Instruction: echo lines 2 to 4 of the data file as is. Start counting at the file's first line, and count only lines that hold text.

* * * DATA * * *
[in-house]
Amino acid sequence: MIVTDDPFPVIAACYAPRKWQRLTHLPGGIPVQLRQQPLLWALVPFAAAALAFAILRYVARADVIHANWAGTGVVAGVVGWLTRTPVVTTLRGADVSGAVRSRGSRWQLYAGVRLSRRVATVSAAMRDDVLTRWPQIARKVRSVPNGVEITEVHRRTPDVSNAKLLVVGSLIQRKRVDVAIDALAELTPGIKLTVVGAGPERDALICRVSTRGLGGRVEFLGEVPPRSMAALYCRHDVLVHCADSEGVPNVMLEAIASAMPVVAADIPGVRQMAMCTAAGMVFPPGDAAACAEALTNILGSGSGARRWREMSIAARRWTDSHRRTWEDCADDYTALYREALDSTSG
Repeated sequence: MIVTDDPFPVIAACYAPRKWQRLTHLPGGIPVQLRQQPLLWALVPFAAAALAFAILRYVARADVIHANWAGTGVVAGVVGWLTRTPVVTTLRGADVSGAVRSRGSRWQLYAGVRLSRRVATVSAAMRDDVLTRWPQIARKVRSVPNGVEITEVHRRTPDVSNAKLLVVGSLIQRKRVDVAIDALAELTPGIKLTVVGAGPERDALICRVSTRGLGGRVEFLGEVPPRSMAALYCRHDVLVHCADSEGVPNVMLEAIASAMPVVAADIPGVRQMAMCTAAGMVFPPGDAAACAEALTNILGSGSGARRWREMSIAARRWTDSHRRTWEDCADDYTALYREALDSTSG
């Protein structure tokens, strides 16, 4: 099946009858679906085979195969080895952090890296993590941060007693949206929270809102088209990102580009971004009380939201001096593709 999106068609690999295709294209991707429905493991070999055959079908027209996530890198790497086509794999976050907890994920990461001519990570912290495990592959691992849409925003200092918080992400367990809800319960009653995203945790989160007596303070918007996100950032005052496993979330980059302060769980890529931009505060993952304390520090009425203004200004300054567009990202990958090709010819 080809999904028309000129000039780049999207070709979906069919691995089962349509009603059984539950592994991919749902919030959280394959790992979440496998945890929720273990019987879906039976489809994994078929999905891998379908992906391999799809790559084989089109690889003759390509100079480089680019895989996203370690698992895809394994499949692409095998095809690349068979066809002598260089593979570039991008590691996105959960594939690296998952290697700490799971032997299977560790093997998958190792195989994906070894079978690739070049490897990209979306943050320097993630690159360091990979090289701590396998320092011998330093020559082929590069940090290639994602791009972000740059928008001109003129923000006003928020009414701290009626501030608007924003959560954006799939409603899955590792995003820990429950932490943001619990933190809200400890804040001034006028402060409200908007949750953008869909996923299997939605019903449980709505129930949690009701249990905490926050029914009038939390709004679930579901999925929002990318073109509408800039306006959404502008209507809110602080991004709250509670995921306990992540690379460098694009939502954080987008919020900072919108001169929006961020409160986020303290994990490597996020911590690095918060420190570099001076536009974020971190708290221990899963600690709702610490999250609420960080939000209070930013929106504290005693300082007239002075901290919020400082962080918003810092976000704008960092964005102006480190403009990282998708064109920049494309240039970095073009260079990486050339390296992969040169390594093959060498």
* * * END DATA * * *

Amino acid sequence: MIVTDDPFPVIAACYAPRKWQRLTHLPGGIPVQLRQQPLLWALVPFAAAALAFAILRYVARADVIHANWAGTGVVAGVVGWLTRTPVVTTLRGADVSGAVRSRGSRWQLYAGVRLSRRVATVSAAMRDDVLTRWPQIARKVRSVPNGVEITEVHRRTPDVSNAKLLVVGSLIQRKRVDVAIDALAELTPGIKLTVVGAGPERDALICRVSTRGLGGRVEFLGEVPPRSMAALYCRHDVLVHCADSEGVPNVMLEAIASAMPVVAADIPGVRQMAMCTAAGMVFPPGDAAACAEALTNILGSGSGARRWREMSIAARRWTDSHRRTWEDCADDYTALYREALDSTSG
Repeated sequence: MIVTDDPFPVIAACYAPRKWQRLTHLPGGIPVQLRQQPLLWALVPFAAAALAFAILRYVARADVIHANWAGTGVVAGVVGWLTRTPVVTTLRGADVSGAVRSRGSRWQLYAGVRLSRRVATVSAAMRDDVLTRWPQIARKVRSVPNGVEITEVHRRTPDVSNAKLLVVGSLIQRKRVDVAIDALAELTPGIKLTVVGAGPERDALICRVSTRGLGGRVEFLGEVPPRSMAALYCRHDVLVHCADSEGVPNVMLEAIASAMPVVAADIPGVRQMAMCTAAGMVFPPGDAAACAEALTNILGSGSGARRWREMSIAARRWTDSHRRTWEDCADDYTALYREALDSTSG
């Protein structure tokens, strides 16, 4: 099946009858679906085979195969080895952090890296993590941060007693949206929270809102088209990102580009971004009380939201001096593709 999106068609690999295709294209991707429905493991070999055959079908027209996530890198790497086509794999976050907890994920990461001519990570912290495990592959691992849409925003200092918080992400367990809800319960009653995203945790989160007596303070918007996100950032005052496993979330980059302060769980890529931009505060993952304390520090009425203004200004300054567009990202990958090709010819 080809999904028309000129000039780049999207070709979906069919691995089962349509009603059984539950592994991919749902919030959280394959790992979440496998945890929720273990019987879906039976489809994994078929999905891998379908992906391999799809790559084989089109690889003759390509100079480089680019895989996203370690698992895809394994499949692409095998095809690349068979066809002598260089593979570039991008590691996105959960594939690296998952290697700490799971032997299977560790093997998958190792195989994906070894079978690739070049490897990209979306943050320097993630690159360091990979090289701590396998320092011998330093020559082929590069940090290639994602791009972000740059928008001109003129923000006003928020009414701290009626501030608007924003959560954006799939409603899955590792995003820990429950932490943001619990933190809200400890804040001034006028402060409200908007949750953008869909996923299997939605019903449980709505129930949690009701249990905490926050029914009038939390709004679930579901999925929002990318073109509408800039306006959404502008209507809110602080991004709250509670995921306990992540690379460098694009939502954080987008919020900072919108001169929006961020409160986020303290994990490597996020911590690095918060420190570099001076536009974020971190708290221990899963600690709702610490999250609420960080939000209070930013929106504290005693300082007239002075901290919020400082962080918003810092976000704008960092964005102006480190403009990282998708064109920049494309240039970095073009260079990486050339390296992969040169390594093959060498």